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Under/Overrated Position Players

(A little off-day fun.)

The right-hand sidebar poll got me thinking - we always talk about how certain players are under- or overrated, but there's invariably a lot of disagreement. For example, if you tell a Yankees fan or Tim McCarver that Derek Jeter is overrated, he'll flip a tizzy. It's something we talk about almost every day, but it's always been a subjective argument lacking any sort of quantification. We can easily know how well a player is performing on the field, but how do you accurately gauge his popularity?

Type in any search query and you'll almost immediately get a list of the top ten results, along with a note near the upper right-hand corner of the page telling you roughly how many results there are in all. Enter "Lookout Landing," for example, and you get about 333,000 hits. Enter "flip a tizzy," and you get zero.

Why does this matter? Because, lacking anything else, I think it's a pretty good (not to mention quick and easy) way to measure just how popular a certain player is, relative to the rest of the league. Is Derek Jeter a more popular player than Alex Rodriguez? Google seems to think so - the former turns up 258,000 more results than the latter. You can do this for anyone (Google Fight being a fun way to put two people head-to-head).

So, if you can put a number on a guy's performance and his popularity, how can you combine the two into a single metric? Simple math. Allow me to show you my methodology, using current overlord Derrek Lee as an example.

Lee's performance can be most concisely measured using VORP, a neat little figure showing his value in runs over a replacement-level player. VORP is made readily available on the Baseball Prospectus website, and is often used in sabermetric articles. I don't think I have to explain it to you guys.

Lee currently has a VORP of 93.0, good for tops in baseball among position players.

The next step? Plug his name into Google. In order to avoid other Derrek Lees who bear no relation to the one in question, our search query will read as follows:

"Derrek Lee" baseball

This search turns up 202,000 results.

How do we shave this down to a smaller number? Easy math. We create what I like to call a "Popularity Index," in which we compare a player's total number of results to that of the least popular player in baseball. In this analysis, said player was Alexis Rios, for whom a search turned up a paltry 17,600 hits.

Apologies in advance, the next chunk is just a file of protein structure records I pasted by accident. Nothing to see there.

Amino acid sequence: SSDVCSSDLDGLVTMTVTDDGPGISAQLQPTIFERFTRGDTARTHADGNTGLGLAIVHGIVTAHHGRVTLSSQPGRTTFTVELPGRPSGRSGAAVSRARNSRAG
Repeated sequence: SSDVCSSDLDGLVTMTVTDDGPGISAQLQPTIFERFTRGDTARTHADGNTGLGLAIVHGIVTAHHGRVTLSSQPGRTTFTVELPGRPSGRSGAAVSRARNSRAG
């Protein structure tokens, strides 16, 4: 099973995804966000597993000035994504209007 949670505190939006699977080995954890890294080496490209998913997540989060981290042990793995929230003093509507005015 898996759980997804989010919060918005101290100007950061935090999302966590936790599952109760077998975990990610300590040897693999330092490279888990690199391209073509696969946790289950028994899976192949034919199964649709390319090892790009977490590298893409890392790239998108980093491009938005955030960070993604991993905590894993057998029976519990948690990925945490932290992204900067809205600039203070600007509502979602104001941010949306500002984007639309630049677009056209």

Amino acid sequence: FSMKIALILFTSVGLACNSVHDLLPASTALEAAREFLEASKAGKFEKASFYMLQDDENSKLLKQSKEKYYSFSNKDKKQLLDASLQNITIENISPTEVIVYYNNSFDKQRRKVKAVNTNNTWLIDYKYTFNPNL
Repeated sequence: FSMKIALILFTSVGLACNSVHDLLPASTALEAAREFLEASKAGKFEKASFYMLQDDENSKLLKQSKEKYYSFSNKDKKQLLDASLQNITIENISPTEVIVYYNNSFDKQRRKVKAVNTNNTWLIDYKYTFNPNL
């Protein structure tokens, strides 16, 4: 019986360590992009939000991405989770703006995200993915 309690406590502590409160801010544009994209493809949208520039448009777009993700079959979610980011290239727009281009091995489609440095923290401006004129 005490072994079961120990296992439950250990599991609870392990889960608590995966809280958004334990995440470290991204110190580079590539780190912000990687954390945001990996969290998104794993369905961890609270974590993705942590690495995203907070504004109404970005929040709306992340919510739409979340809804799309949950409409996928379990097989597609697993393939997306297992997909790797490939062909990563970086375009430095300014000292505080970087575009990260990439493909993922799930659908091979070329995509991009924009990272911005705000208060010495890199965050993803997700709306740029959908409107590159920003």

So:

Lee: 202,000 results
Rios: 17,600 results
Lee Popularity Index: 11.48 (202,000 / 17,600)

(PI ranges from 1.00 [for Rios himself] all the way up to 54.43 [Derek Jeter].)

The last step? Simply divide Lee's VORP by his Popularity Index to arrive at a final figure:

93.0 / 11.48 = 8.10 Productivity/Popularity Rating (PPR)

You can do this for as many players as you want. The only big problem you run into is with players who have a negative VORP; I'm not really sure what to do about those guys. Chances are, though, nobody who's performing that poorly is going to get mentioned in your daily overrated/underrated discussions with friends.

For purposes of this preliminary analysis, I only looked at position players who are qualified for the batting title (3.1 at bats per team game played). The results?

Five Most Underrated Position Players:

1. Jhonny Peralta (9.94 PPR)
2. Julio Lugo (9.70)
3. Jason Bay (9.64)
4. David DeJesus (9.56)
5. Travis Hafner (9.30)
Five Most Overrated Position Players:
1. Cesar Izturis (0.24)
2. Jack Wilson (0.31)
3. Aaron Boone (0.40)
4. Jason Kendall (0.82)
5. Bernie Williams (0.83)
Okay, the underrated guys look about right, but the list of overrated players is a little unsatisfying. Where are the big names? So let's modify the results a little bit to include only those players who are pretty well known by the majority of baseball fans in the country (minimum: 250,000 Google results). The new list:

Five Most Overrated Popular Position Players:

1. Bernie Williams (0.83)
2. Ichiro (0.97)
3. Carlos Beltran (1.05)
4. Derek Jeter (1.08)
5. Jason Giambi (1.77)
Much better. Note that to be "overrated," you can still be a damn fine ballplayer - it's just that you're disproportionately popular, given your performance (or, in Giambi's case, getting a lot of press for your steroid issue, which skews the study a little bit).

It's nice to put a number to that, isn't it?

Coming soon: pitchers? Maybe later.